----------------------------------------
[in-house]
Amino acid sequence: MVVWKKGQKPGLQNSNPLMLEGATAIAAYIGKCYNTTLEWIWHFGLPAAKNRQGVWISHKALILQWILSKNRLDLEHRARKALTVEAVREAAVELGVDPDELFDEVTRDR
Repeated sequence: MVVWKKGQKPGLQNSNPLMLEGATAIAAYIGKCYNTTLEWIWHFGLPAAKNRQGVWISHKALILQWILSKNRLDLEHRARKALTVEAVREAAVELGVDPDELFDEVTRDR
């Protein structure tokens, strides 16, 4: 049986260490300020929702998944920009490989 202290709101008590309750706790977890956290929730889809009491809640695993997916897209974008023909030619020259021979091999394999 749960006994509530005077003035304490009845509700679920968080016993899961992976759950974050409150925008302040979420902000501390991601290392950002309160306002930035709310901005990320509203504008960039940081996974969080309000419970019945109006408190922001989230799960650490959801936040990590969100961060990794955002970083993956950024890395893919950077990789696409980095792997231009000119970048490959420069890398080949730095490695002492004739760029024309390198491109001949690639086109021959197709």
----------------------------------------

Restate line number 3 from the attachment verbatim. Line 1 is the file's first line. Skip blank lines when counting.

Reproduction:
Repeated sequence: MVVWKKGQKPGLQNSNPLMLEGATAIAAYIGKCYNTTLEWIWHFGLPAAKNRQGVWISHKALILQWILSKNRLDLEHRARKALTVEAVREAAVELGVDPDELFDEVTRDR